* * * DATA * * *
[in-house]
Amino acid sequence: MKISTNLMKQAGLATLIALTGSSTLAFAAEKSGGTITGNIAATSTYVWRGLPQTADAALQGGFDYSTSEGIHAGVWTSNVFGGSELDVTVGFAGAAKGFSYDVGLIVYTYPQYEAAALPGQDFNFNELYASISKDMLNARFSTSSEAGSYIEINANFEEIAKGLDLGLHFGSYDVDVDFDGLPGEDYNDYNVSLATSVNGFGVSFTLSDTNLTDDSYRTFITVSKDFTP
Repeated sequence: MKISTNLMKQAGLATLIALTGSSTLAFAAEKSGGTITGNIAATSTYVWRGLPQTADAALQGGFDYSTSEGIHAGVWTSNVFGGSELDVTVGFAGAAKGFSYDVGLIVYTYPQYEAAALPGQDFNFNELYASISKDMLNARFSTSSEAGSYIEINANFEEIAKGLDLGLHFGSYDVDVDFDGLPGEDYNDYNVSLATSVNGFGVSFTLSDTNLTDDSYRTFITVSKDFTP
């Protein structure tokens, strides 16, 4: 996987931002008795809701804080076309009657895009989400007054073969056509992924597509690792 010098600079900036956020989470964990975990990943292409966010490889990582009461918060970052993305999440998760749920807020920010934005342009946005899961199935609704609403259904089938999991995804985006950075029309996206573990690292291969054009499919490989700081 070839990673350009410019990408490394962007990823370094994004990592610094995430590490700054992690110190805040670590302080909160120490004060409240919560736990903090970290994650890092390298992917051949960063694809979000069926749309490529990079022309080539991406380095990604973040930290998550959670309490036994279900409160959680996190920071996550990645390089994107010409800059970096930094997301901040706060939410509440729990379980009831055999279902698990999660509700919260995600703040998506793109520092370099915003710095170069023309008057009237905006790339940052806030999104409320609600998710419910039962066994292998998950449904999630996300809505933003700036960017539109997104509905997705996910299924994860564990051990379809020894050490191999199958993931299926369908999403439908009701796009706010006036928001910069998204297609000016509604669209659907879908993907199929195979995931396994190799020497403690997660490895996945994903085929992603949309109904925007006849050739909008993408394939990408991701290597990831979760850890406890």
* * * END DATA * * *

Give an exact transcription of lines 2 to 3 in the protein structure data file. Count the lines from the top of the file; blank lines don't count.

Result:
Amino acid sequence: MKISTNLMKQAGLATLIALTGSSTLAFAAEKSGGTITGNIAATSTYVWRGLPQTADAALQGGFDYSTSEGIHAGVWTSNVFGGSELDVTVGFAGAAKGFSYDVGLIVYTYPQYEAAALPGQDFNFNELYASISKDMLNARFSTSSEAGSYIEINANFEEIAKGLDLGLHFGSYDVDVDFDGLPGEDYNDYNVSLATSVNGFGVSFTLSDTNLTDDSYRTFITVSKDFTP
Repeated sequence: MKISTNLMKQAGLATLIALTGSSTLAFAAEKSGGTITGNIAATSTYVWRGLPQTADAALQGGFDYSTSEGIHAGVWTSNVFGGSELDVTVGFAGAAKGFSYDVGLIVYTYPQYEAAALPGQDFNFNELYASISKDMLNARFSTSSEAGSYIEINANFEEIAKGLDLGLHFGSYDVDVDFDGLPGEDYNDYNVSLATSVNGFGVSFTLSDTNLTDDSYRTFITVSKDFTP